You, like so many others seem to be under the impression that there was some 'golden age' of capitalism where stock market trading was a level playing field and anyone could waltz onto the NYSE floor and bid up some stocks. There have always been barriers to entry to directly trading on these markets, back then it was buying/renting a seat on the exchange. Now it's technology costs and fees to co-locate in the exchange's datacenter. And most exchanges these days will spool fiber within these datacenters so each entity has equal latency to the matching engines. Of course it's only the most serious players who can participate like this but then again, it was only the most serious players who bought seats on the trading floor in the good ol' days. The everyday Joe has always had to operate through a broker and it's no different today, except spreads are smaller and fees are cheaper.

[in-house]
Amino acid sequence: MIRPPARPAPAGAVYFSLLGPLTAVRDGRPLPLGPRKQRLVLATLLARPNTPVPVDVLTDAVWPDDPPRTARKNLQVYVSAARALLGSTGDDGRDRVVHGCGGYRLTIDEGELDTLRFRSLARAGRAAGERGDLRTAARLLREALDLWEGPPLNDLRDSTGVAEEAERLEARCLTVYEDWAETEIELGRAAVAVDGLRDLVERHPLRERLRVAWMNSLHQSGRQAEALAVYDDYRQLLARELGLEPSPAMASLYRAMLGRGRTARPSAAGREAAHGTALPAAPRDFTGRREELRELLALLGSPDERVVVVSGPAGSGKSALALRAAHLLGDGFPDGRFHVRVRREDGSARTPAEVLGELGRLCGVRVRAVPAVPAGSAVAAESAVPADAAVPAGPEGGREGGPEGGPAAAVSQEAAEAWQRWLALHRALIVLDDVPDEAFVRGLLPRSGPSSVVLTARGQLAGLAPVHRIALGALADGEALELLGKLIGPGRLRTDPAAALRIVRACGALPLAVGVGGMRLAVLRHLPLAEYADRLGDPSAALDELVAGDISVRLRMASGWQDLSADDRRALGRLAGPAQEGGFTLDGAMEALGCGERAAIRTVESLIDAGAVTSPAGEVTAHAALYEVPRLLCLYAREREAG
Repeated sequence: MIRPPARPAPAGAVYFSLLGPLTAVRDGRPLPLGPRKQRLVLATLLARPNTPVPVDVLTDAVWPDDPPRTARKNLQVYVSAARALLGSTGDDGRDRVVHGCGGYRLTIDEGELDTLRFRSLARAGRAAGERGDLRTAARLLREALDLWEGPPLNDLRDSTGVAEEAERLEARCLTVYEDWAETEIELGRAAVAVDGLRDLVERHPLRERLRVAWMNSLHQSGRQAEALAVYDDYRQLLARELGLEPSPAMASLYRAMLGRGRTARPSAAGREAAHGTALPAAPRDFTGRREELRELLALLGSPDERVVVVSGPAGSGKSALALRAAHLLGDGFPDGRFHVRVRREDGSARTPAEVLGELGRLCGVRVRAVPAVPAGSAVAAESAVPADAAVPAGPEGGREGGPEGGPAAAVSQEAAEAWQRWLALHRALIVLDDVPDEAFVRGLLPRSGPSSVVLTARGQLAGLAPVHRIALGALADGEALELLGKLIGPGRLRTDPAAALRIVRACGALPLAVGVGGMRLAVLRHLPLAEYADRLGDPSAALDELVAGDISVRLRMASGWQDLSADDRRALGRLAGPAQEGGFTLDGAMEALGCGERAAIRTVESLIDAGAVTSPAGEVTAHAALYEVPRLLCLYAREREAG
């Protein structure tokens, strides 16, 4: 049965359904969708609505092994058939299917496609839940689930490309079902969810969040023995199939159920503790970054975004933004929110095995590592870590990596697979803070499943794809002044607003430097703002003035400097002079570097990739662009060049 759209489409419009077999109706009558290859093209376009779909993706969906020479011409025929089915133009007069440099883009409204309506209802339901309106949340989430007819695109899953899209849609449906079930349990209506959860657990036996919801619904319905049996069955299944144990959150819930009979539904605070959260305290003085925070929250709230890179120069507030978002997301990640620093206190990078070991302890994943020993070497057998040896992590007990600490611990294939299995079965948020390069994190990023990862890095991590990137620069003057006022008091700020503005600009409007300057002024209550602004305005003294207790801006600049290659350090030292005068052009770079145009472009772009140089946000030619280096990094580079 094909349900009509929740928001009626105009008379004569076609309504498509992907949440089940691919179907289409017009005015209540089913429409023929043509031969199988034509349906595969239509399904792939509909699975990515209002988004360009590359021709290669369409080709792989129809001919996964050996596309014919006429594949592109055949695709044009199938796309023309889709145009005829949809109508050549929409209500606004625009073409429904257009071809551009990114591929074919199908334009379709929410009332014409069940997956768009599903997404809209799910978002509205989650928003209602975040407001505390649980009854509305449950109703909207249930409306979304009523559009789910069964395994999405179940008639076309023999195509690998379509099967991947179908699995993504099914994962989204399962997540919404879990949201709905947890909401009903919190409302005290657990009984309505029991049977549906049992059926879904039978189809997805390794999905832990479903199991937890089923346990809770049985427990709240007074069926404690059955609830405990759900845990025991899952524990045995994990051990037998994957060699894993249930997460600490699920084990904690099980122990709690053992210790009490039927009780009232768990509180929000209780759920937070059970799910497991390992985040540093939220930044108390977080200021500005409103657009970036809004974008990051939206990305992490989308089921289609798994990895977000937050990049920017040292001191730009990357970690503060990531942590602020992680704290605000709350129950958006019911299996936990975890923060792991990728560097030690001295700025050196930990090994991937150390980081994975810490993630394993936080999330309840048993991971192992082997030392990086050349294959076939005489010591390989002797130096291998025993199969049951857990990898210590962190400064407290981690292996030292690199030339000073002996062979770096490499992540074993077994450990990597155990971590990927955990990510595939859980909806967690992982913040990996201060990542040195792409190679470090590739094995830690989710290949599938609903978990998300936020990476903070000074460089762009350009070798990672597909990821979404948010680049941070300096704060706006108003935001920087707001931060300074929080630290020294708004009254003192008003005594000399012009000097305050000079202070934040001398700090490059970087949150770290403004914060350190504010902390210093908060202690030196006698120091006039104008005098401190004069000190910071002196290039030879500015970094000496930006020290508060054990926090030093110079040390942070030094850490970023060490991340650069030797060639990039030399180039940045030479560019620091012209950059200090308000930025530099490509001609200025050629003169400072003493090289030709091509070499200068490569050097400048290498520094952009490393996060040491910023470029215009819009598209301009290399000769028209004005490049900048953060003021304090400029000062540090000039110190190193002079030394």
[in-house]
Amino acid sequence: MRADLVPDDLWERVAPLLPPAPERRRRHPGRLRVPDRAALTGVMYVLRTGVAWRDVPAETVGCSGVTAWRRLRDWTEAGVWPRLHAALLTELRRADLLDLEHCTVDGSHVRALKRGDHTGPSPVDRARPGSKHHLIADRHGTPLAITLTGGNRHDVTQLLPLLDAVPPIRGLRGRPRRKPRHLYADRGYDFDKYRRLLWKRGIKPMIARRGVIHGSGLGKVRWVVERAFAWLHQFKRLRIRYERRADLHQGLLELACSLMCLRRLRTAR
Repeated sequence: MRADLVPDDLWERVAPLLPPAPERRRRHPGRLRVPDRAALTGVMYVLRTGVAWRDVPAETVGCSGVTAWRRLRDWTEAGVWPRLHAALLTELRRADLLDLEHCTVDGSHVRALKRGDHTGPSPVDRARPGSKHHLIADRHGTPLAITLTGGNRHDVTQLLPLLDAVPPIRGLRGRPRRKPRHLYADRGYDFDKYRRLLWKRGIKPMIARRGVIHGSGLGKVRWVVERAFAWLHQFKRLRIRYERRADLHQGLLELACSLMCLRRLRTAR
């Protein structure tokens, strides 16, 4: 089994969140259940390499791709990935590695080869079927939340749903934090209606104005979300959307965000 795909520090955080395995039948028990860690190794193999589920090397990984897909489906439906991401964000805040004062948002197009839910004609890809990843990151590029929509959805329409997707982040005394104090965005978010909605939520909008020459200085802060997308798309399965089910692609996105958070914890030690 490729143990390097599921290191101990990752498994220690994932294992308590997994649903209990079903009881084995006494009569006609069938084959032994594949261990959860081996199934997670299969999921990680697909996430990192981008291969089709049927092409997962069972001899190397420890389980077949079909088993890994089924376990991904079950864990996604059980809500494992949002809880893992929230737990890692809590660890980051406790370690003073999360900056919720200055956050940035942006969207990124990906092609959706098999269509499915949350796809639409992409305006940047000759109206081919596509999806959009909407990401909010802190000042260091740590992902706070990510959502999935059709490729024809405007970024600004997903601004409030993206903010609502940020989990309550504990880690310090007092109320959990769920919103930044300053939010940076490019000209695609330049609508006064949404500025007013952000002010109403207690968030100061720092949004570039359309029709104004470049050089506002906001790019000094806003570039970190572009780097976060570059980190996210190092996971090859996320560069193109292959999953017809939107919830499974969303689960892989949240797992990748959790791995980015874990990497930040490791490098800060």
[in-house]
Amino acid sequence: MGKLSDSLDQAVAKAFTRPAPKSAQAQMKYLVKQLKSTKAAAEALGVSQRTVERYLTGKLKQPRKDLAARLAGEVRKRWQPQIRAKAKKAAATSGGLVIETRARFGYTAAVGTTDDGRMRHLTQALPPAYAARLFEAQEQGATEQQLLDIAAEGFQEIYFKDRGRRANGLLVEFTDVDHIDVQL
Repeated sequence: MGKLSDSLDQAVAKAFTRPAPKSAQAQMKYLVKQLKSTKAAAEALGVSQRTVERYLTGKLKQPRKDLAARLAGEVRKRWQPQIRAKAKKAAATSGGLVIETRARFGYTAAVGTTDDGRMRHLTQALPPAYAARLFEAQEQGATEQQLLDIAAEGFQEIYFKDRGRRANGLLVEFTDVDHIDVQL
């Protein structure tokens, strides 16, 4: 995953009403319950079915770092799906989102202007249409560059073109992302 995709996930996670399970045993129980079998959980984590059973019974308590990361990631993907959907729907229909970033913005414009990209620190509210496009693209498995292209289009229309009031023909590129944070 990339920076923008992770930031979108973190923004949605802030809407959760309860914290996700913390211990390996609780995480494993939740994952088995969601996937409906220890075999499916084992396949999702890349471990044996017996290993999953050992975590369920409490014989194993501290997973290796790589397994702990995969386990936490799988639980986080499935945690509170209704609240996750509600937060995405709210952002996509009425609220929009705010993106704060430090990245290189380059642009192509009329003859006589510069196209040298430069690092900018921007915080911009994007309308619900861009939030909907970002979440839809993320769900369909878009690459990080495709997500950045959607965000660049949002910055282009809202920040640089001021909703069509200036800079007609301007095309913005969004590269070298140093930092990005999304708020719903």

That's not to say there aren't problems with the current paradigm of algorithmic high-speed trading. I think there's significant risk in turning over billions of dollars to algos that may interact with each other in unpredictable ways that distort valuation before humans can intervene. But I take issue with people pretending these markets were somehow more fair to everyday investors before they became electronic, because that simply wasn't the case.